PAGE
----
Each year more than a hundred million animals including mice, rats, frogs, dogs, cats, rabbits, hamsters, guinea pigs, monkeys, fish and birds are killed in the US alone for purposes of biology laboratory in colleges, medical training, research and chemical, drug, food and cosmetics testing. They are not only killed but brutally tortured with different tests, poisoned, blinded, forced to inhale toxins, or made to inhale poisonous gases and various other things.
The animal testing rules stipulated by the government are being violated for the mere reasons of getting funds or to merely publish data. It has been completely banned in only four countries in the world: European Union, Norway, Israel and India. Recently, many attempts have been made to preserve the animal rights in this regard and prevent animal cruelty by means of testing. One of the attempts is by using artificial intelligence. A recent research paper has helped to get a step further to completely replace animal testing and AI is helping in it.
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About The Research
This new research by a team of four made an AI that can predict results from nine different, most frequent tests that animals go through for animal testing. The research shows results for nine health hazards from two kinds of Read-Across Structure Activity Relationships (RASARs):
- Data Fusion
RASAR uses binary fingerprints and Jaccard distance to define chemical similarity. They constructed a large chemical similarity adjacency matrix from this similarity metric and used it to derive feature vectors for supervised learning. With a given list of chemicals, it predicts whether a chemical is toxic or not. It can currently predict this for tens of thousands of chemicals. According to the paper, these tests consumed 57% of all animals for toxicological safety testing in Europe in 2011.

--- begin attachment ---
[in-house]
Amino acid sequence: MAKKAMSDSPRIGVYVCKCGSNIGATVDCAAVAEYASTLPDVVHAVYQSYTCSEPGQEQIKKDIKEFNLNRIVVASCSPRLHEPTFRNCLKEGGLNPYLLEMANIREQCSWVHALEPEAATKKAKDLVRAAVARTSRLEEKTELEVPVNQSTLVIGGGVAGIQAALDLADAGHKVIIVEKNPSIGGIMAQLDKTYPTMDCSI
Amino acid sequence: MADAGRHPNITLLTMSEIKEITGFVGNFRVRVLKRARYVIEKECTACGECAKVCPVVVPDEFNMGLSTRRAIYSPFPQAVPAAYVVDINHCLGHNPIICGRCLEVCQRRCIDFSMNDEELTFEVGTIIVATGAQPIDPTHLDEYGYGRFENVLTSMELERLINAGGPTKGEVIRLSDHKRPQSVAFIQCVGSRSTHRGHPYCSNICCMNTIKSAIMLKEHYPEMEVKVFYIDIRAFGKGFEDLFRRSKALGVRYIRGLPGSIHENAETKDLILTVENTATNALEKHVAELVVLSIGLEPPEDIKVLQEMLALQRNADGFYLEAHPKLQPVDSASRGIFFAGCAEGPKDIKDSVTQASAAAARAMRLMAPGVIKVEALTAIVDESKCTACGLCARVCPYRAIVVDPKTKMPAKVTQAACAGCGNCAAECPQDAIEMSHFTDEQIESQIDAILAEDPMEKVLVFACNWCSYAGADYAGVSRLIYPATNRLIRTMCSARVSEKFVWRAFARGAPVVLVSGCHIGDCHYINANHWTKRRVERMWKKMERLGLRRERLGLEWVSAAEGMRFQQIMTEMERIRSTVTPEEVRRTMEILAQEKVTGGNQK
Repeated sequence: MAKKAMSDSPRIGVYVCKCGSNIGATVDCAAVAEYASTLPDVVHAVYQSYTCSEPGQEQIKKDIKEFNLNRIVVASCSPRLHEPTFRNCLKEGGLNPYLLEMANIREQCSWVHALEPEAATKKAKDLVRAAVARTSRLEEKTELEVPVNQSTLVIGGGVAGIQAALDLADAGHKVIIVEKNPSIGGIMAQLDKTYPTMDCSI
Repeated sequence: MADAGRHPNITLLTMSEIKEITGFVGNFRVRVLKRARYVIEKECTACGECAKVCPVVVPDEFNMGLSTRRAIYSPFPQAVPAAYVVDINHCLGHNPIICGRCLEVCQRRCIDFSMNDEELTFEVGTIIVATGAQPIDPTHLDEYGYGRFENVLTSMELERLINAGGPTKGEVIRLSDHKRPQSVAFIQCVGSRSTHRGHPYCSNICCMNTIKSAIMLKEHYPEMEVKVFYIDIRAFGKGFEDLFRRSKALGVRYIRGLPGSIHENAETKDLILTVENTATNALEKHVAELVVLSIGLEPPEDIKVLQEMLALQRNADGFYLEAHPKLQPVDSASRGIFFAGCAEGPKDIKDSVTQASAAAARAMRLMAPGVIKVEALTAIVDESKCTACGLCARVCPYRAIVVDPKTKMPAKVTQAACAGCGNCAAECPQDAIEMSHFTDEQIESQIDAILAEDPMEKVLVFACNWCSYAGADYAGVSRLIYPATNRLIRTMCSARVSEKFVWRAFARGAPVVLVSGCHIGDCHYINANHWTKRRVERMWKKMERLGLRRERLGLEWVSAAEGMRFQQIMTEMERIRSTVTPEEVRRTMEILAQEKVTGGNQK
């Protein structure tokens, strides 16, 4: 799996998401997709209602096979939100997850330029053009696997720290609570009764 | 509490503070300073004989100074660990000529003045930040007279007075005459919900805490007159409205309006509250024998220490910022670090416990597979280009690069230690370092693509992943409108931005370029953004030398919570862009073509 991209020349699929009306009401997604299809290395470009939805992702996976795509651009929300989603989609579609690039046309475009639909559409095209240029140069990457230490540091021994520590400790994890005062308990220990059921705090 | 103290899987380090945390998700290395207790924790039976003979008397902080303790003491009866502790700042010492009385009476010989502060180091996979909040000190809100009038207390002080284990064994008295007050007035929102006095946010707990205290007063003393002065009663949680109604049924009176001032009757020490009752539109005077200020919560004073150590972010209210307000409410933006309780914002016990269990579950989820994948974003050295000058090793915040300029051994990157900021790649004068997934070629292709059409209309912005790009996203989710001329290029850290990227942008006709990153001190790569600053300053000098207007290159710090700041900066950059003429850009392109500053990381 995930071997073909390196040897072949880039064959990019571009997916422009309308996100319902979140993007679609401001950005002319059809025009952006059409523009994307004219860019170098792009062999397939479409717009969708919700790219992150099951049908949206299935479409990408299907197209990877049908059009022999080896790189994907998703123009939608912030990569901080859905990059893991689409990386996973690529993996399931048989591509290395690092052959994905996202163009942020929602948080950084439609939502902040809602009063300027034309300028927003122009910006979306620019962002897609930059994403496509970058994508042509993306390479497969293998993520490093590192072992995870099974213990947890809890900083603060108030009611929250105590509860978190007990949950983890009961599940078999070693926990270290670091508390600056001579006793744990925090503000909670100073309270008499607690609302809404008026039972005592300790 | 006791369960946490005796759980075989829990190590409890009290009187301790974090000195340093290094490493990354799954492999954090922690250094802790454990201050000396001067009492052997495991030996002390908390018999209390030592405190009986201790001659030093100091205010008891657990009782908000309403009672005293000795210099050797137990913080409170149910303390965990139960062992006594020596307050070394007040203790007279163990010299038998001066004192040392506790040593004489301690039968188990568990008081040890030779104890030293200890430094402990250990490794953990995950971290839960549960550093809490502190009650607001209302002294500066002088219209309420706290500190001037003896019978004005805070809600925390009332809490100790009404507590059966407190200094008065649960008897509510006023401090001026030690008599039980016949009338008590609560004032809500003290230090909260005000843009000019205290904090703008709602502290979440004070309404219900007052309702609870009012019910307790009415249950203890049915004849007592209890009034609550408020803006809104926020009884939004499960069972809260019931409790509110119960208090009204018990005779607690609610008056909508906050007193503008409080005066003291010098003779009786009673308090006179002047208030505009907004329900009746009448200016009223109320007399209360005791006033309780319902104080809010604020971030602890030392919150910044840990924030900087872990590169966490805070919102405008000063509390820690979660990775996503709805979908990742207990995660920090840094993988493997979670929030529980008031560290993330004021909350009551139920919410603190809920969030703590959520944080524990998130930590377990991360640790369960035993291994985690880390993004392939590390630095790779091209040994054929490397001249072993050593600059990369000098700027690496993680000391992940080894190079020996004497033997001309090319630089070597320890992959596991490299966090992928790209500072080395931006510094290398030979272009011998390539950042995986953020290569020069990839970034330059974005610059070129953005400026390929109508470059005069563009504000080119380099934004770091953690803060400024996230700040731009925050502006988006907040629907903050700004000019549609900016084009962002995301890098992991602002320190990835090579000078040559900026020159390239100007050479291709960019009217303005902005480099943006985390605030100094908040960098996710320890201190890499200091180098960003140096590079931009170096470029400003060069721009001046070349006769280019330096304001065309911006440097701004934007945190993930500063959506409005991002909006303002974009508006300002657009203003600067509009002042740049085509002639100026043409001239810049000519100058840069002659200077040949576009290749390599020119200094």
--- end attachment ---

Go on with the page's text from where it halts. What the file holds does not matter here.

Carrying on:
PETA’s Take On This New Research
In order to add more value in understanding the impact of animal testing replaced by AI, we talked to PETA India’s Science Policy Advisor, Dr Dipti Kapoor. PETA India said that in silico, or computational, models for toxicity prediction, is the future of industrial and regulatory research. This method can provide information regarding the hazard potential of chemicals without animal testing and can help with the production of data on predictive toxicity and determination of other regulatory endpoints.
“With the development of highly sensitive and specific programs which can predict the functioning, adverse pathways and reactions based on databases and similar structural analysis programs, countless animals can be saved. These methods include databases to retrieve toxicological data as well as quantitative structure-activity relationships, which can identify hazard potential, without using any animals for the same,” she said.
When asked about how animal testing can be replaced for pharmaceutical and cosmetic purposes, she summarised PETA India’s collaborations in an effort to ban animal testing and preserve animal rights. PETA has worked on replacing Draize tests which involve restraining live rabbits, as a special committee appointed by the Drug Controller General of India, and got it replaced by in vitro or ex vivo OECD validated test methods.
Brighter Future For All
It is surprising that with such a steadfast advancement in technology today, animals are still put to severe torment to fulfil tests for our needs, even to the extremity of risking their lives for us. Moreover, a research had also shown that animal experimentation outweighs potential benefits to humans also leads to harming humans through misleading safety studies. So it is also not a very reliable test for us either.
Promising researchers like this bring a light of hope for the animals so they aren’t subject to cruel testing. The research depicts that using big data, a tool much more powerful than animal testing can be used to predict risks in various industries. It gives a hope for many animal lovers and would help in retaining the rights of animals. If AI could totally take the responsibility of animal testing, we could save many lives.